Interview with Aaron Gillespie from The Almost: On Being Real

Interview with Aaron Gillespie from The Almost: On Being Real

—by , January 16, 2013

The holiday season is a guaranteed time for people to decompress. Schools shut down and businesses close their doors for a few days, allowing everyone to take a step back and forget about the stress of day-to-day life and daunting to-do lists. But for Aaron Gillespie, frontman of The Almost, business is never done.

A few days after Christmas, Gillespie took time to chat with The Aquarian Weekly while on vacation with his family. While one could easily be closed off and bitter of the fact that a publication would even think to pursue a phone interview during the most hectic time of year, he was eager and willing to discuss how far The Almost have come, and most importantly, where they’re headed.

The Almost began merely as a side-project for Gillespie to channel his own creativity outside of his work with Underoath. Writing all lyrics and recording the music on his own, Gillespie successfully released Southern Weather in 2007.

Southern Weather touted a variety of notable singles, including “Say This Sooner” and “Southern Weather,” both of which were hits on MTV and Fuse—a success in and of itself. But The Almost’s debut album confirmed a new musical identity and journey for Gillespie: something more eclectic and stripped down that perfectly highlighted the complex thoughts and messages he hoped to convey to his fans.

Once Gillespie completely departed from his position as melodic vocalist and drummer for Underoath in 2010, he was able to fully immerse himself in The Almost. And with this, the band was able to evolve into a cohesive unit of musicians, rather than just a side-project.

With two EPs and a second full-length album under their belt, Gillespie, Dusty Redmon (lead guitar), Jay Vilardi (rhythm guitar), Jon Thompson (bass) and Joe Musten (drums/percussion) are in their element and ready for the next step. The band is gearing up for the release of their latest full-length, Fear Inside Our Bones, and are embarking on a tour of up-close-and-personal performances.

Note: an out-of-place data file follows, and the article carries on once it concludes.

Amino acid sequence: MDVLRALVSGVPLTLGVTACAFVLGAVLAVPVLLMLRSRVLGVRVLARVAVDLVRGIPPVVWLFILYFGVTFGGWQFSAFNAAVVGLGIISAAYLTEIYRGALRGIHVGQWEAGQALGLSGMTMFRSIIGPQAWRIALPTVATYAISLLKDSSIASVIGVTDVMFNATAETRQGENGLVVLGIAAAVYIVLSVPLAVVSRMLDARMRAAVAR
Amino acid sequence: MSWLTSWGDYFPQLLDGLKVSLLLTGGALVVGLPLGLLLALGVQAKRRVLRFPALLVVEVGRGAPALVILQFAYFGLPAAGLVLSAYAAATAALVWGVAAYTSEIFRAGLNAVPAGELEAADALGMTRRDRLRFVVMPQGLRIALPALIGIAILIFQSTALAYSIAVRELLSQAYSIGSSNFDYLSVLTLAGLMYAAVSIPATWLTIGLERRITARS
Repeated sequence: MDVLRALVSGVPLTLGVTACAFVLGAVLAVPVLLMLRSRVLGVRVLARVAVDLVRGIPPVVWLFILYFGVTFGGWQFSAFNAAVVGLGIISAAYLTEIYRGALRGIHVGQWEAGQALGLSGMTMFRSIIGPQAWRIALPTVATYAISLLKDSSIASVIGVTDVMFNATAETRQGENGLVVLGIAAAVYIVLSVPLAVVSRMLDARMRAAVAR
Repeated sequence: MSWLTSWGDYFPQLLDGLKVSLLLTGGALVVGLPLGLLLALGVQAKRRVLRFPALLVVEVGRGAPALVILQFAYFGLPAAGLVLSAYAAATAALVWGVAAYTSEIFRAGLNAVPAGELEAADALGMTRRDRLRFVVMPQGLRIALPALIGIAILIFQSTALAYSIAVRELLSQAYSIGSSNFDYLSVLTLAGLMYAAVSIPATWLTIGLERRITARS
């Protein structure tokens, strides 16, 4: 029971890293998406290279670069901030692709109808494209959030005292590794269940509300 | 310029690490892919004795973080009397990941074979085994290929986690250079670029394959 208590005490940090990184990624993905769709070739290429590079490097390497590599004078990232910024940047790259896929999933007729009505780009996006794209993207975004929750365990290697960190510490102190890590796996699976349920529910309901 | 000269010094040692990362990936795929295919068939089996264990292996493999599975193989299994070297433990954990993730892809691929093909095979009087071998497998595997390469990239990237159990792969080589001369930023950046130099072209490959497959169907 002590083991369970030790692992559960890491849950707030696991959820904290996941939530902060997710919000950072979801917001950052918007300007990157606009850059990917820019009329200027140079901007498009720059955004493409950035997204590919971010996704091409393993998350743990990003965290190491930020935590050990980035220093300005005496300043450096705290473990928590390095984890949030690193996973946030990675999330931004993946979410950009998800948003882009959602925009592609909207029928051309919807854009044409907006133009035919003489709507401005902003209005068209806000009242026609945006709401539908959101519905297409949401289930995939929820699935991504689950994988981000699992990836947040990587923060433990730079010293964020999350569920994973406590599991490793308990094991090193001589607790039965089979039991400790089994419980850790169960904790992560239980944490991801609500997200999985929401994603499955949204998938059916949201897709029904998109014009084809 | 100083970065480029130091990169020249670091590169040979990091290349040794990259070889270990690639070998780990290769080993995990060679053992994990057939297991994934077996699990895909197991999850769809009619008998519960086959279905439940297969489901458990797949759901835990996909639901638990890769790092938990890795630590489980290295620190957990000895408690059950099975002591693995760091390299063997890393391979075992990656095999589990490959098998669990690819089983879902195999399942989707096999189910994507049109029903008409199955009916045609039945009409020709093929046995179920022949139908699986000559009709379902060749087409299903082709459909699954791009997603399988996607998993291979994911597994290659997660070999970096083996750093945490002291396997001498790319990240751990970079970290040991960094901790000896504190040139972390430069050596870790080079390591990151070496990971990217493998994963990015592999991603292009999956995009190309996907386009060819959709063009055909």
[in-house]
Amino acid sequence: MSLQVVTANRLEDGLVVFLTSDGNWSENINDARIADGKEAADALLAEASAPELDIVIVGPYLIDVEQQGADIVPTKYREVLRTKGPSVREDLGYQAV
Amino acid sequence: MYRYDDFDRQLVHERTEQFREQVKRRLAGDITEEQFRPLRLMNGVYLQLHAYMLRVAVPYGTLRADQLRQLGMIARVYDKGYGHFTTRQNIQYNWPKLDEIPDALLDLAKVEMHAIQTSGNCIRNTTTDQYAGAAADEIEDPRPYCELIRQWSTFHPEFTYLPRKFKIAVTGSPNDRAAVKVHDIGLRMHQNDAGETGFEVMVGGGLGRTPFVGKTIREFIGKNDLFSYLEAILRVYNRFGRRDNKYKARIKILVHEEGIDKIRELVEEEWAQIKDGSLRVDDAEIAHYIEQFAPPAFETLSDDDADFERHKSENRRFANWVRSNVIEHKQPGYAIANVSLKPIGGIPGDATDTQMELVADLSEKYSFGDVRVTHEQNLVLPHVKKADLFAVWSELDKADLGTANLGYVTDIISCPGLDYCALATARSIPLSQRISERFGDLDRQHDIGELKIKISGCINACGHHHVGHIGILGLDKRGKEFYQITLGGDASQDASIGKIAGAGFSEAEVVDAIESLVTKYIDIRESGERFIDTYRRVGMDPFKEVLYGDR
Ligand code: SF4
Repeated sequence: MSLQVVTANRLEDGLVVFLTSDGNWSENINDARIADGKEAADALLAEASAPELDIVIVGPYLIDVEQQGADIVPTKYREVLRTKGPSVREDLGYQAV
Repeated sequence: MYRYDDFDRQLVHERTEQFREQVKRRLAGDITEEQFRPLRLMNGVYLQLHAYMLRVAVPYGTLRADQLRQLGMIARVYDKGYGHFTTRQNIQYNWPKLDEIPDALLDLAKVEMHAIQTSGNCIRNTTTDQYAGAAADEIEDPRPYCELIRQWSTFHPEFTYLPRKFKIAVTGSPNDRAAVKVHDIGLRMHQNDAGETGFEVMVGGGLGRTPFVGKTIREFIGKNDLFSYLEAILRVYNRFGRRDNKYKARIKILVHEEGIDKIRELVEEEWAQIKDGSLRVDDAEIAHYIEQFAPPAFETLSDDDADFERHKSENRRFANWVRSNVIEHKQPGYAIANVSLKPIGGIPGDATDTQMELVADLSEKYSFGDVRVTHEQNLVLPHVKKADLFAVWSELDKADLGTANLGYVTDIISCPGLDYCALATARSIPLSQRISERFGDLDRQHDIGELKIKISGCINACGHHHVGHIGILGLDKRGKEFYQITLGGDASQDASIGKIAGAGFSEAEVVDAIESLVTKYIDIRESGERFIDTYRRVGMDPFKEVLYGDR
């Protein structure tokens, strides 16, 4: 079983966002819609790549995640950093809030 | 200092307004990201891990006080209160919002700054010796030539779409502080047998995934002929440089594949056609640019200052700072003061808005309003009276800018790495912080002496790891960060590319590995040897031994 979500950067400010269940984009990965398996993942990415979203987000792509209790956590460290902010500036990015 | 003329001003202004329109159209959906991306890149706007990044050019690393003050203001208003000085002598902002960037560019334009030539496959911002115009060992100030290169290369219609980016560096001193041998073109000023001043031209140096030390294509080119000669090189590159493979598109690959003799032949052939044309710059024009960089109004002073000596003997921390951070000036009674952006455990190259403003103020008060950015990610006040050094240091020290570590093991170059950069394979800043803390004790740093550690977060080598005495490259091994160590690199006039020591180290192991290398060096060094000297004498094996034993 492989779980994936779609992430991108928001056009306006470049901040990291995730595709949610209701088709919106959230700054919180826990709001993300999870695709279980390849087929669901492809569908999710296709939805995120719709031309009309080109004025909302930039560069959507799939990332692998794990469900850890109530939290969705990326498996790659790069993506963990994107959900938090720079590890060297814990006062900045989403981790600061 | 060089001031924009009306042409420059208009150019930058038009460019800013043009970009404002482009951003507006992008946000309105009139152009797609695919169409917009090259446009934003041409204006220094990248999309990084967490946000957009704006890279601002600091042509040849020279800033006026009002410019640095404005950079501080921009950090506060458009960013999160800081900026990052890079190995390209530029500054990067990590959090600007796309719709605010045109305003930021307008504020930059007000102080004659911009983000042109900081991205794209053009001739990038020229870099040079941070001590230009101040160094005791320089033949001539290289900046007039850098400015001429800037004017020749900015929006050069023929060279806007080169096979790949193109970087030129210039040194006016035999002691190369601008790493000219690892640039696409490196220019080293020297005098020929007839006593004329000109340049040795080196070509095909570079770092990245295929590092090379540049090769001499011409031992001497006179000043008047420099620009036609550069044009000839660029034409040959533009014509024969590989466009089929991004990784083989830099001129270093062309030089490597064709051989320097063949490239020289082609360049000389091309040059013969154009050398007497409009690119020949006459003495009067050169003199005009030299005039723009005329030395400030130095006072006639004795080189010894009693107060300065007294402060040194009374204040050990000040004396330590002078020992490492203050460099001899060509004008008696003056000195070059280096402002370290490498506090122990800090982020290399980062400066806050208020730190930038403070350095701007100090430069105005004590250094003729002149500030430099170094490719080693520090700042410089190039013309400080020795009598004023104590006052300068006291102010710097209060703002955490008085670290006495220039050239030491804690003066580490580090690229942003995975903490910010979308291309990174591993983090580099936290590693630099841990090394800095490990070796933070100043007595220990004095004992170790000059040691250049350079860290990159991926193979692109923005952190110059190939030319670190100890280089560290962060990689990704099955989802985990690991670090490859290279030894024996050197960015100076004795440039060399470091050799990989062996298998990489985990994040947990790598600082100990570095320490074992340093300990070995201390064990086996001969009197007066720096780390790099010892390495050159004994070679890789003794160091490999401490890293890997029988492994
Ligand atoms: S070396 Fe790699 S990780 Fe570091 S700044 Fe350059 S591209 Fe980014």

Gillespie told The Aquarian Weekly how The Almost have grown since their inception, the concept and message of Fear Inside Our Bones, and the role religion plays in his art. The transcription is below:

The Almost have another record in the trenches, ready to be released. What’s the progress on that?

Yes, we’re all done recording, and the new single is being released in January. We’re finishing a few minor things on the album, so I can’t really divulge a release date yet, but people should be on the lookout for it soon. [Note: After this interview, it was announced that Fear Inside Our Bones would be released April 9, 2013.]

It seems like the tour dates you crafted to help generate buzz for the new album all are at small venues. Was that the goal?

Yeah, we almost intentionally planned to play small venues and clubs for this tour so we could get up in everyone’s faces. We spent most of the past year writing and recording the new album, then touring overseas, and taking some time off from the States and really gearing up for this next record. We’re actually really excited because we’re not using crewmembers for this tour. It’s just the band and a van, almost like a sick experiment we decided to do (laughs). But I’m actually really excited about it.

So you’re really getting down to the bare bones of touring life.

With the music economy where it is, we could go and spend all this money and book out big venues, and have big productions and tour buses—there’s a time and place for that. But I think a lot of the touring world now is just a big contest against other bands. I just want to go out and meet people, and do things the way they used to be done and see how we like it. We actually never got to do that as The Almost. It was such a piggyback from Underoath that we just went into the big show thing. We never had the chance to get five guys in a van and tough it out. We want to guinea pig the record on people, play the new songs in small rock clubs and see how our fans react. That’s the goal.

You bring up a good point: You went from one big band, to creating another really quickly. But you started The Almost on your own, right? Was it a struggle to develop as a cohesive band of individuals?

Well, that’s what people don’t really know. I did Southern Weather by myself because I was in Underoath and our music was just getting heavier and heavier. While I do like heavy music, I wanted to write standard rock and roll songs and my wife suggested I just do it. Write a different set of songs, perform them alone, and see what happens. I realized when I finished, and my label started streaming it for major labels to get radio play, I was saying to myself, “What is this? This isn’t exactly what I wanted this to be.” I just saw it as an outlet and almost a one-time thing, but it really took off. So we went on tour and the band became the band. Now with Underoath being completely out of the picture [after I left the band], it feels even more like a real band. It’s what we do now and it happened completely organically.